According to the online Swiss Info, Switzerland is setting up a new federal Patent Court, which will be the only Court in Europe to operate in all three of the European Patent Convention languages of English, German and French.
The Court will also operate in Italian. The language of proceeding will be in English, the primary international business language, and the language used for 80% of European patents.
The Court is based in St. Gallen, and has the object of simplifying and speeding up patent litigation and enforcement for European patents (CH).
Whilst Swiss companies hold a significant number of European patents, the Court is open for business not only for Swiss companies and foreign multinationals, but also for companies based outside Switzerland.
Granted European patents are automatically effective in Switzerland. This means that UK companies who have European patents will be able to obtain patent decisions from the Swiss Patent Court, based upon their European (CH) patent.
At present, there is no centralised European Patent Court which applies a judgement in all European Patent Convention states. Rather to enforce a European patent requires a separate judgement or order on the same European patent, in each individual European state. However, it is common to obtain a judgement in the Court of one EPC state, and use that to obtain an enforcement order in another EPC state, or to accelerate proceedings in another EPC state. Currently, Germany and the Netherlands are the preferred jurisdictions for obtaining judgements of first instance, due to the relatively low costs, and relatively fast turnaround, with German Courts being the favourite venue, since Germany is the dominant economic power within the European Union.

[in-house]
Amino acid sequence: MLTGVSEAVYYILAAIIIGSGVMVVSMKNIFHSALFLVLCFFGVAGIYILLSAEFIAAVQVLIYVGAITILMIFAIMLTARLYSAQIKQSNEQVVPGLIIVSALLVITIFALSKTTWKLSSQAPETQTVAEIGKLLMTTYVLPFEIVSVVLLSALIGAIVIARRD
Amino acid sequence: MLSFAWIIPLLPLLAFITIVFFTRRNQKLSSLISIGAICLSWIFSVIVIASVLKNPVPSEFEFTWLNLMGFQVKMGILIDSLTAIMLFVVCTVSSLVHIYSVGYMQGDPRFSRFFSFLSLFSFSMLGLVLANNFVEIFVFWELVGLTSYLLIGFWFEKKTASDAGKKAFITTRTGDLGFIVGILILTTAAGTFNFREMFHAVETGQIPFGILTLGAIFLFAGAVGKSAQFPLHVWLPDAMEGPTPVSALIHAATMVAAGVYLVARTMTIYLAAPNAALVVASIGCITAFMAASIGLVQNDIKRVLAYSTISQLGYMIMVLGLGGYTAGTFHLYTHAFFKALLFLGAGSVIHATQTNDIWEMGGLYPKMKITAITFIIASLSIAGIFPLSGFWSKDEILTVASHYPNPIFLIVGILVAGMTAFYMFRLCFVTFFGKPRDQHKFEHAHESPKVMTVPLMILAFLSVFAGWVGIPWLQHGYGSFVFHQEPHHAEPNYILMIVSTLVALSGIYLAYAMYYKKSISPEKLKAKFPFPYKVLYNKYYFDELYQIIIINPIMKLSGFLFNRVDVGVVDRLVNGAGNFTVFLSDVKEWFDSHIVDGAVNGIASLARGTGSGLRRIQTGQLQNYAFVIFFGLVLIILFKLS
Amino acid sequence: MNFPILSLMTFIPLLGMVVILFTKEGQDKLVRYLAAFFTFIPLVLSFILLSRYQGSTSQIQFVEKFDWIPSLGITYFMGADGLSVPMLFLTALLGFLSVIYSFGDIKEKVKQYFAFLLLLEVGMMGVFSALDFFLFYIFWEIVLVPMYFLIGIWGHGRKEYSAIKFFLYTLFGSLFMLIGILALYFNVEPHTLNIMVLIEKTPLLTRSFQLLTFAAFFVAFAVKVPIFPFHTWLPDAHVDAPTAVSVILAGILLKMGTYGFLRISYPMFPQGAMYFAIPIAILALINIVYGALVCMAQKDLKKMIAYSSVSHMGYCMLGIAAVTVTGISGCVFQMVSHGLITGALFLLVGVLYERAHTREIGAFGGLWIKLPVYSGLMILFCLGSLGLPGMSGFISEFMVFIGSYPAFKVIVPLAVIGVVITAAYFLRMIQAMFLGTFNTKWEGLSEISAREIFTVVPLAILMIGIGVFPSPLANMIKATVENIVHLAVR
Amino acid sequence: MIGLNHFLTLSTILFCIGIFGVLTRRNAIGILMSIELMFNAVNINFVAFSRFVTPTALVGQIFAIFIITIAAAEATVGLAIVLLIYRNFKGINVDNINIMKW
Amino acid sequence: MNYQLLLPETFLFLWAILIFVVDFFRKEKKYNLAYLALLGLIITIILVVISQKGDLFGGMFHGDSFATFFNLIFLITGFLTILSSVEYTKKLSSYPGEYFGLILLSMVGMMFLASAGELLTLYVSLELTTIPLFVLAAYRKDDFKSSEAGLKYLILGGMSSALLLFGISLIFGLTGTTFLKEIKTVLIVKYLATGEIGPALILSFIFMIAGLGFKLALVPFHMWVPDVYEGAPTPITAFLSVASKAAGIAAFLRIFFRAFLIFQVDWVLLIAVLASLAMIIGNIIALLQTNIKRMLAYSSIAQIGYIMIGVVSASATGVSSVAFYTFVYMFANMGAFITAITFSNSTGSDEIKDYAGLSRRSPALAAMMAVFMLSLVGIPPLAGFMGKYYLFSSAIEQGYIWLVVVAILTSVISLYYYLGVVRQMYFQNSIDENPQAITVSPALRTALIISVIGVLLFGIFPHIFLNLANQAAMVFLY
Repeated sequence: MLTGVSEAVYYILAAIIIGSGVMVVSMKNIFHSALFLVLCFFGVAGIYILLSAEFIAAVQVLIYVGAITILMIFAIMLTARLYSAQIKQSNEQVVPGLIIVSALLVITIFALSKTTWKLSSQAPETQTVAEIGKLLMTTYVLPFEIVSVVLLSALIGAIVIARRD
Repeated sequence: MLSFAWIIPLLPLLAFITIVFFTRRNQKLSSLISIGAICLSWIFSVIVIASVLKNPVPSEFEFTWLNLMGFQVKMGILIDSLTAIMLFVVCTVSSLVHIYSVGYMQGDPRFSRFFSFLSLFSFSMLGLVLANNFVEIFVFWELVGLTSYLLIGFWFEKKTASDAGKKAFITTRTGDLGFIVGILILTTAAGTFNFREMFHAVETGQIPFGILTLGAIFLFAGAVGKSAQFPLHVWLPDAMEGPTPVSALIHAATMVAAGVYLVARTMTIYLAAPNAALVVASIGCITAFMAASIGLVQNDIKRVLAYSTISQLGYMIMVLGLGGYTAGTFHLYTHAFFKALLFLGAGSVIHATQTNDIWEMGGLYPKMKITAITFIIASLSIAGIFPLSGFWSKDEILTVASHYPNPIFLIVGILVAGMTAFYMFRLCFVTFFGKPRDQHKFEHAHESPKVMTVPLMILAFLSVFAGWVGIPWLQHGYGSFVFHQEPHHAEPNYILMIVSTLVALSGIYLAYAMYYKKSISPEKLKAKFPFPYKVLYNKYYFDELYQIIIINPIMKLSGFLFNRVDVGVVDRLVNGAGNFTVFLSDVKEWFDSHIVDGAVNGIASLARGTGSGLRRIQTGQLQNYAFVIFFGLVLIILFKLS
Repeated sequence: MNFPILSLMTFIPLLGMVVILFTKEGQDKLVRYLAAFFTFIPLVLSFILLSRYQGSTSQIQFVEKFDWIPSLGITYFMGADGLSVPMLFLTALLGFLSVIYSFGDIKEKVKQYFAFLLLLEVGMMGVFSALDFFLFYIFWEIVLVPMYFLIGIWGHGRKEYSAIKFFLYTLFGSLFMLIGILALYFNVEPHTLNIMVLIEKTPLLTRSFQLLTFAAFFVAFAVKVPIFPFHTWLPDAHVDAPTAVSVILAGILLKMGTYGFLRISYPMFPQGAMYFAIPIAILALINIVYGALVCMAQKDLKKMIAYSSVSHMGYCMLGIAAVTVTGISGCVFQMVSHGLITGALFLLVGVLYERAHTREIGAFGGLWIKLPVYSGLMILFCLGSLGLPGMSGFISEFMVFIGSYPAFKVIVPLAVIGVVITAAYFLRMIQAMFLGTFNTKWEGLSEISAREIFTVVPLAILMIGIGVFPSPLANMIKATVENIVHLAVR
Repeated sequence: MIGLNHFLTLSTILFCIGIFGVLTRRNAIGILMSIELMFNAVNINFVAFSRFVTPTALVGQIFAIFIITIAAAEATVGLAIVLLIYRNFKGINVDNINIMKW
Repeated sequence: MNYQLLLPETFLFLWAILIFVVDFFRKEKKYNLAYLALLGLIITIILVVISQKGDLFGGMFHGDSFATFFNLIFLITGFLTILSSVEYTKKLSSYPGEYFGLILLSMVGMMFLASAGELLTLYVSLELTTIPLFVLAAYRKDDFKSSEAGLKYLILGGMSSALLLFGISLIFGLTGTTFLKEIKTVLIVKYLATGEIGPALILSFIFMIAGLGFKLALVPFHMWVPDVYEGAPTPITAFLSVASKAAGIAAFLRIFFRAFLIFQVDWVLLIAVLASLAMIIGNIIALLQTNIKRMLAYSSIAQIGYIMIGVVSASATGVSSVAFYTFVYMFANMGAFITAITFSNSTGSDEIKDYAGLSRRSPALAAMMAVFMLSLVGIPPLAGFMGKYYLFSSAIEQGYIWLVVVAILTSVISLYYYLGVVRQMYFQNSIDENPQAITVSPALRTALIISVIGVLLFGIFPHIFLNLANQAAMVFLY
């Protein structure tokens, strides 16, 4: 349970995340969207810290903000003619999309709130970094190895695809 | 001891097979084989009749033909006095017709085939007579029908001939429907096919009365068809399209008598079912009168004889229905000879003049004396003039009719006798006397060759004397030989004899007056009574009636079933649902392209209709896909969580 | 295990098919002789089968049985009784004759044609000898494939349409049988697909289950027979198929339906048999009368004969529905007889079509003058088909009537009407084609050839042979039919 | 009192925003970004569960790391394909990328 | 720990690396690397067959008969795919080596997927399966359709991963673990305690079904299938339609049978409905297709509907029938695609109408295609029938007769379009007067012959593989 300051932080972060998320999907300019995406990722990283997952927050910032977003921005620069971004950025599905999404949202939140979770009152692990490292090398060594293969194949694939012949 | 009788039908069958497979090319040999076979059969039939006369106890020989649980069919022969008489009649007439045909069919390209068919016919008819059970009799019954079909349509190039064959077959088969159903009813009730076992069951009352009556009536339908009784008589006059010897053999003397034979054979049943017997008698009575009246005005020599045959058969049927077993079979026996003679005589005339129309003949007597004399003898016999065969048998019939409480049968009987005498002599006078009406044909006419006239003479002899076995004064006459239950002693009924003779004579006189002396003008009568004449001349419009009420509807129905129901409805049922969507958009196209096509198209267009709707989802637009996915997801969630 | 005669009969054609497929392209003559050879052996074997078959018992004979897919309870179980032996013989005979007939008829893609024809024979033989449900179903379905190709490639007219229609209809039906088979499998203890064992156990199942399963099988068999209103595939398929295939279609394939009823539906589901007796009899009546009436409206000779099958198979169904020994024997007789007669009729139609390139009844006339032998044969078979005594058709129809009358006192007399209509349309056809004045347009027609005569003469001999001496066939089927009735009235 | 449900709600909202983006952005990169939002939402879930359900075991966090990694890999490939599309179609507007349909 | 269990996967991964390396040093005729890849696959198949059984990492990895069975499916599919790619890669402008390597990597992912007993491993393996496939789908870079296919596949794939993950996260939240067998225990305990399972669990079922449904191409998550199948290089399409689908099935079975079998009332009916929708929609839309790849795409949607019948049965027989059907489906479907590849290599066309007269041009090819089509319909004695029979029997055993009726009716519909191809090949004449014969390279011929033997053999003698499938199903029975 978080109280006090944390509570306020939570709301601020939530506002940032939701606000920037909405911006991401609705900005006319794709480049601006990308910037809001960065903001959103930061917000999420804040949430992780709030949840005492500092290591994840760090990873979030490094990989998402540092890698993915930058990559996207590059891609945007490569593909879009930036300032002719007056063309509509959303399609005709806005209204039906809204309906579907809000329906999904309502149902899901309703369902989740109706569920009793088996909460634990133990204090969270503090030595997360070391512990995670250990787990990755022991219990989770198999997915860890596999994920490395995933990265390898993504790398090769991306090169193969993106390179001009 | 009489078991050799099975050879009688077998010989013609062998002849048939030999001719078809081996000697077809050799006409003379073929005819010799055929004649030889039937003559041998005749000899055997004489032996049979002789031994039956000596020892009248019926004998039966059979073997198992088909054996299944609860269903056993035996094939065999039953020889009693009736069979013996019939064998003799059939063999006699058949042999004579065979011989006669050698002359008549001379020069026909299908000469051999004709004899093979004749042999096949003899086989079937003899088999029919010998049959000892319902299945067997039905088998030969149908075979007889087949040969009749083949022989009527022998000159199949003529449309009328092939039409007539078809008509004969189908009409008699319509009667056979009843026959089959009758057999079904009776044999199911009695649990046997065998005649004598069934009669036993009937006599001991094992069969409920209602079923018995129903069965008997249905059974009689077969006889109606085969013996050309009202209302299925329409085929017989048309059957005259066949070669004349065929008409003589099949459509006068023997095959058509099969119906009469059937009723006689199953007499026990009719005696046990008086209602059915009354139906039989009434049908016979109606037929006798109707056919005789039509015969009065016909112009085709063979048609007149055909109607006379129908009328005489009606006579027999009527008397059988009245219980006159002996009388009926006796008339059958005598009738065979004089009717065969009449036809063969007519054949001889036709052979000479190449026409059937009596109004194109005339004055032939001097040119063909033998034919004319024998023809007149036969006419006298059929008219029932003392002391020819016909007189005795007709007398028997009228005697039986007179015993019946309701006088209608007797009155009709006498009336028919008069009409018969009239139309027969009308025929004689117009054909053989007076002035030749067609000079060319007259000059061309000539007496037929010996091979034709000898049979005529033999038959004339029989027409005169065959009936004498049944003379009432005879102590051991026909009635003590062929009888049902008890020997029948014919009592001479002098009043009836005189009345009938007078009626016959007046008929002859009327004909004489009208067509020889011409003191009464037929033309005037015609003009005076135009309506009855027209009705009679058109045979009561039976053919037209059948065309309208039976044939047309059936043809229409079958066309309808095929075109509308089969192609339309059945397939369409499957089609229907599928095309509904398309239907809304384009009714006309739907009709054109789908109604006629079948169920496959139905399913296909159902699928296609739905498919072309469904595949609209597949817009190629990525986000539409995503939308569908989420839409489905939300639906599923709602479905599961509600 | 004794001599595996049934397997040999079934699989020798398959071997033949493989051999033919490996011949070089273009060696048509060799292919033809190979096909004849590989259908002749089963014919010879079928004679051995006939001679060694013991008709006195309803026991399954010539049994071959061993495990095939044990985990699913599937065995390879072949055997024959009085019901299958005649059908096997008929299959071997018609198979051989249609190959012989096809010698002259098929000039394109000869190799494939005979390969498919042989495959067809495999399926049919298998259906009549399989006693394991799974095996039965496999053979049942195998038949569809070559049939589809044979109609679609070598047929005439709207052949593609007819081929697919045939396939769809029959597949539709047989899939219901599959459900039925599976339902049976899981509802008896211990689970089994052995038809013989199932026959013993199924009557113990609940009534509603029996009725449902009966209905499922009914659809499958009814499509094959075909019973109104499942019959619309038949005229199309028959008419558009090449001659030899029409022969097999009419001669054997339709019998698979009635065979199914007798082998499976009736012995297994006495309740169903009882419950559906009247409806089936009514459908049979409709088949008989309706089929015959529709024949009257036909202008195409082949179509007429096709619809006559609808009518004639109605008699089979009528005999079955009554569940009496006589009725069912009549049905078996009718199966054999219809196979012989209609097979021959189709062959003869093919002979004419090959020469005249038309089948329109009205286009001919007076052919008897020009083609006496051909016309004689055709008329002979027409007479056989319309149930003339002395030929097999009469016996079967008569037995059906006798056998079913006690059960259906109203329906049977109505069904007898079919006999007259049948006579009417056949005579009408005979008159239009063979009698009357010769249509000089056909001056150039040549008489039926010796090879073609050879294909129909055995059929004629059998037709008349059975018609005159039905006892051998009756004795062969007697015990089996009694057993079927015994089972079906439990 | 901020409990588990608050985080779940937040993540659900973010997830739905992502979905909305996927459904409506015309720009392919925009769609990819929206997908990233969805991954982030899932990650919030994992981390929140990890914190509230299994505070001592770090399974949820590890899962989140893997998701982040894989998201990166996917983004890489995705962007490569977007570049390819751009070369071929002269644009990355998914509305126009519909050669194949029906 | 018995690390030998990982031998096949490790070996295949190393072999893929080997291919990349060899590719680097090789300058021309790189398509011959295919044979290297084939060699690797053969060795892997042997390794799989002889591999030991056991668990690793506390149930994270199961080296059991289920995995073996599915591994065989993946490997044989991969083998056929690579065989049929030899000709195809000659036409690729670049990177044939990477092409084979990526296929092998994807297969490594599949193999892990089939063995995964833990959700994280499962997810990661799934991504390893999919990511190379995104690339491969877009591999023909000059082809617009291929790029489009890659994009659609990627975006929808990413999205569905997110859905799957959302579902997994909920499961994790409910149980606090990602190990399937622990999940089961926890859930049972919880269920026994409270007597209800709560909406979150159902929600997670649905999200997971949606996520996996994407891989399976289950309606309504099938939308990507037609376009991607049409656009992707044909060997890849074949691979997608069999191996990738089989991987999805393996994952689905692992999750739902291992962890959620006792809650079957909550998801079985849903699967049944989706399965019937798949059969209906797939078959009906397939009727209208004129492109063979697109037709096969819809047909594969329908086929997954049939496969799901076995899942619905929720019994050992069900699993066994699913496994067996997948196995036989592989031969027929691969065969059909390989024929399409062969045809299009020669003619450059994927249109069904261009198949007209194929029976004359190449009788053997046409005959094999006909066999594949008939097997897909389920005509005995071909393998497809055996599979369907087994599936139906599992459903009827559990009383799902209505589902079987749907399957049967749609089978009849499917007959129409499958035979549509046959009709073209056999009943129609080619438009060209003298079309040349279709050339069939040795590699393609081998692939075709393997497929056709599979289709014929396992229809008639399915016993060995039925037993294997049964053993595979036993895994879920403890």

For a “one Court” system, formation of a centralised European Patent Court which would give orders effective throughout all EPC states is bogged down in a lengthy political process, with Germany, the United Kingdom, and other countries pitching to be the home of a centralised European Patent Court when it finally arrives. The United Kingdom has the advantage of operating in English, whereas Germany and the Netherlands have the advantage of being in the same country as two of the European Patent Offices’ several sites.
However, Switzerland is the home of the World Intellectual Property Organisation for international patent applications, which convert into European patent applications. By setting up a Swiss Patent Court operating in English, French, German and Italian, Switzerland is putting itself at the front of the grid in the competition for hosting a centralised European Patent Court.
It will be several years before the politics can be resolved to allow a unified central European Patent Court, but in the meantime, countries which build up a strong track record in dealing with European patent cases, particularly in the English language, are likely to become the natural choice for the home of the European Patent Court. Clearly once the Swiss Patent Court has a strong track record of decisions, it promises to be a strong candidate for becoming the home for the centralised and unified European Patent Court system.
Article Published February 15, 2012